The sequel to one of the greatest grand strategy games of all time, Crusader Kings III sees the return of many beloved mechanics not only expanded upon but made more accessible with very little lost in the translation.
Genre: Strategy, RPG, Simulation
Developer: Paradox Development Studio
Publisher: Paradox Interactive
Release date: 1 September, 2020
Paradox strategies are probably my favorite games out there on the market. Crusader Kings II was my point of entry for them, followed by Hearts of Iron IV, and finally, Europa Universalis IV. I’ve put far more time into these than I have just about any other game out there and yet I always seem to learn and improve with every playthrough. Stellaris is another that’s become a perma-install in my Steam library with well over a hundred hours of customizing a species and empire while kicking off a purge or two with (or against) so friends. I’ve even put a few hours into Imperator: Rome, a title that gets the short end of the stick with its public image, though admittedly, it does have some distance to go to compete with its aforementioned peers. There aren’t enough hours in the day to put as many hours into these as I want to and now we’ve gone and added Crusader Kings III to the mix.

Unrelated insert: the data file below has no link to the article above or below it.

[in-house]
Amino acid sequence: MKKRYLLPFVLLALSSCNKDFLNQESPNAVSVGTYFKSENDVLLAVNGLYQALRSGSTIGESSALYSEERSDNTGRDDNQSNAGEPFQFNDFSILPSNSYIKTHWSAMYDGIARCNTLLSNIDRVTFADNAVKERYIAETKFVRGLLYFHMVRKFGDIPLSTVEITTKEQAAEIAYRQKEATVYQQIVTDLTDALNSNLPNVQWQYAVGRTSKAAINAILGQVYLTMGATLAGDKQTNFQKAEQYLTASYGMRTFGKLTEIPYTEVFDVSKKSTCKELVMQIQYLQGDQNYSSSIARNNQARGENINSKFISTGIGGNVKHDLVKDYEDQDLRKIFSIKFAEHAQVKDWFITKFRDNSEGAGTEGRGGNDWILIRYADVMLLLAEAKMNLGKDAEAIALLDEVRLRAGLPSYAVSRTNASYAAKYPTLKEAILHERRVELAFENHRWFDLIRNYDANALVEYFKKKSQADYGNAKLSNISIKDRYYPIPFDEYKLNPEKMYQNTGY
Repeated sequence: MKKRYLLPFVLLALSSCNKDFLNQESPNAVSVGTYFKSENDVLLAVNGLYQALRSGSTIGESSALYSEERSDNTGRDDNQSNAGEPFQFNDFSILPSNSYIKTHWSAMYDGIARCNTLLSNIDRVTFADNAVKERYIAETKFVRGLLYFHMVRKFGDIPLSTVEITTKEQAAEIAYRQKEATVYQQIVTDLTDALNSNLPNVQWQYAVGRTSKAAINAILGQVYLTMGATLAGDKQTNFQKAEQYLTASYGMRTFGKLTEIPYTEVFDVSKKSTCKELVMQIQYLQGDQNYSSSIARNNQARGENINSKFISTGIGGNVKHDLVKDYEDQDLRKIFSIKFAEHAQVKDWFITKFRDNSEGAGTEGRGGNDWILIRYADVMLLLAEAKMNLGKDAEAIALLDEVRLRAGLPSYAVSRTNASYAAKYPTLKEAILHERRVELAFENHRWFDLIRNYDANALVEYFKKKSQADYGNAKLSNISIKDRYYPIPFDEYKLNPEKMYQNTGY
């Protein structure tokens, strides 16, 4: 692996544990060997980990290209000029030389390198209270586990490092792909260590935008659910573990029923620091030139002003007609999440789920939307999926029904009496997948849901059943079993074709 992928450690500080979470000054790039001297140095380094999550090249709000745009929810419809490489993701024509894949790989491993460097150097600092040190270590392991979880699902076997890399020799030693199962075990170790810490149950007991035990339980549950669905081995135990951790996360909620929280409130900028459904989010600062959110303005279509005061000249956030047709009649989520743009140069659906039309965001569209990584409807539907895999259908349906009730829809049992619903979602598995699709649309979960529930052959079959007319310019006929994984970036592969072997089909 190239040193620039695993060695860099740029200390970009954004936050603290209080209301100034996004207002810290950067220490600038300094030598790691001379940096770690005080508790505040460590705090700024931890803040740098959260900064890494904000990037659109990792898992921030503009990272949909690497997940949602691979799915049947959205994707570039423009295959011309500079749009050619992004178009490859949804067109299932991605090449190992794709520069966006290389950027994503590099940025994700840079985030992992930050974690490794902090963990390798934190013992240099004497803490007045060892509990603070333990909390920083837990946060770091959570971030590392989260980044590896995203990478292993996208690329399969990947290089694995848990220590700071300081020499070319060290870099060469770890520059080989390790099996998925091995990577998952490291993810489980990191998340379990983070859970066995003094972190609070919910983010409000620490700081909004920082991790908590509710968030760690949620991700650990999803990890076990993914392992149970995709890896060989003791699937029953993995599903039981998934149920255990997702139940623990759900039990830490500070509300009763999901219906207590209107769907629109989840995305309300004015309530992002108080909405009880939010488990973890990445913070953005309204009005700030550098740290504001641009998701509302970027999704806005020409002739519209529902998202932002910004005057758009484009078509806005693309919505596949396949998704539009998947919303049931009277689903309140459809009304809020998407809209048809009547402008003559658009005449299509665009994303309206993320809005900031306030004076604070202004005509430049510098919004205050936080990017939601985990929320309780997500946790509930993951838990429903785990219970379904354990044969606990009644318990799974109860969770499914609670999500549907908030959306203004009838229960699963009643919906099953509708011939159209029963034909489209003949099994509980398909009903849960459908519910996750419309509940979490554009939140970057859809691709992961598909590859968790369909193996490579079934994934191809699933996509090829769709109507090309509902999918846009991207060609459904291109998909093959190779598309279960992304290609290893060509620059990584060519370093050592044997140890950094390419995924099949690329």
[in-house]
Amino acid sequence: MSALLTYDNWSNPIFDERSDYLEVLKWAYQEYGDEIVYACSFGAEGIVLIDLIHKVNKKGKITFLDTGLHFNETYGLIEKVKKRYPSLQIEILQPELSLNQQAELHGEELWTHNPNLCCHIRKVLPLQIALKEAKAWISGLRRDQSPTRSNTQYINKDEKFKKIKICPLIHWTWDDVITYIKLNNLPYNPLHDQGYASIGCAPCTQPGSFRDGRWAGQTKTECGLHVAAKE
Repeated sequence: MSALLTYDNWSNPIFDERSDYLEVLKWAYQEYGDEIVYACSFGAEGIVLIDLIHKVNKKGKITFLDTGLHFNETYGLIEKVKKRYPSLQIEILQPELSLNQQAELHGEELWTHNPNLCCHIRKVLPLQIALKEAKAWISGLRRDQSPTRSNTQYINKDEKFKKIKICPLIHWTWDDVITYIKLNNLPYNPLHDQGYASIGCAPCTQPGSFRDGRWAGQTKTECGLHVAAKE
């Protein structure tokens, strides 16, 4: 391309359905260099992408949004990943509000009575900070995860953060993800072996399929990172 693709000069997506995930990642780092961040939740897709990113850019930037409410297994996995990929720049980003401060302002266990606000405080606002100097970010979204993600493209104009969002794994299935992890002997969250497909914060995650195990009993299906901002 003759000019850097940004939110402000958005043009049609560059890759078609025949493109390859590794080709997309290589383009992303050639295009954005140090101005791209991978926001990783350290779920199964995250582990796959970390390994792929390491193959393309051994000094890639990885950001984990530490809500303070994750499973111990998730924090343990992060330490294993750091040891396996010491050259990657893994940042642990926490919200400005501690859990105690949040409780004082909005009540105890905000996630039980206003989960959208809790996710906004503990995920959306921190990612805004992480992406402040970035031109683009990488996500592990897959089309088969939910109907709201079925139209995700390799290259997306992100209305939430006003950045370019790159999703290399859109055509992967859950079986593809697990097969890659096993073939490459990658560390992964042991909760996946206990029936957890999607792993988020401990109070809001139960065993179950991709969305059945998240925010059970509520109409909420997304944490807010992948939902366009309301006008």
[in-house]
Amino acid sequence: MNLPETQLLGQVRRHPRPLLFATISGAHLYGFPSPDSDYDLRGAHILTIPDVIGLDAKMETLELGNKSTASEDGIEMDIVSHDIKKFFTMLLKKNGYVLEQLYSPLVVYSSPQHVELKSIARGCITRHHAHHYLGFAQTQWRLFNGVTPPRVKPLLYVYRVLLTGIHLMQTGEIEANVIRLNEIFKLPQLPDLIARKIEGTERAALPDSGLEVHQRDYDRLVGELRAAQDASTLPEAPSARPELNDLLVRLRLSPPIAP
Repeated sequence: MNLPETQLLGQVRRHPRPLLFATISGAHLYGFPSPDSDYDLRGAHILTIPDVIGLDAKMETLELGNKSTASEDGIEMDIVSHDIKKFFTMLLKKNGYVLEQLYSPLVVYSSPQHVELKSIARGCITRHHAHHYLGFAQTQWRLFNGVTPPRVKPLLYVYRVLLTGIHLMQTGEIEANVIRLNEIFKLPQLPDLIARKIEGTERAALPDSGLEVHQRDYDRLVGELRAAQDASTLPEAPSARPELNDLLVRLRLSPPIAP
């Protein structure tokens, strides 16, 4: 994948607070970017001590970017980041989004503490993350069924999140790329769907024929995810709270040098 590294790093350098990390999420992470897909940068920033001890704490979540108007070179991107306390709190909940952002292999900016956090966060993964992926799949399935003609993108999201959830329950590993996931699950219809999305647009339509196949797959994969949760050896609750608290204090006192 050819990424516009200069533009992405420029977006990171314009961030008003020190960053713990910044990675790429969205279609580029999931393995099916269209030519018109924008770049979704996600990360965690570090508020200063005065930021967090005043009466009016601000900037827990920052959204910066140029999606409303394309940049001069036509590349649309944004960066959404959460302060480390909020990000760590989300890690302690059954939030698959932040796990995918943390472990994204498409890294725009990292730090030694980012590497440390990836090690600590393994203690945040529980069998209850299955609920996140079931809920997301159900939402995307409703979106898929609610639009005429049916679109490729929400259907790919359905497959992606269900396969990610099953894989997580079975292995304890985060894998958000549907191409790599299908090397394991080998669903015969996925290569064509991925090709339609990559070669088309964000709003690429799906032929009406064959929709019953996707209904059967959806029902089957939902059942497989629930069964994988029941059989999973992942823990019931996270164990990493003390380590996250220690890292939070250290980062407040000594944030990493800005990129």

After putting around thirty hours into this latest entry, I can happily say that it doesn’t disappoint. As much as I had concerns about it requiring DLC to reach the depth of the previous title in the series, I found myself already enjoying it and fully engaged with a game with many innovative improvements over the last with shockingly few losses.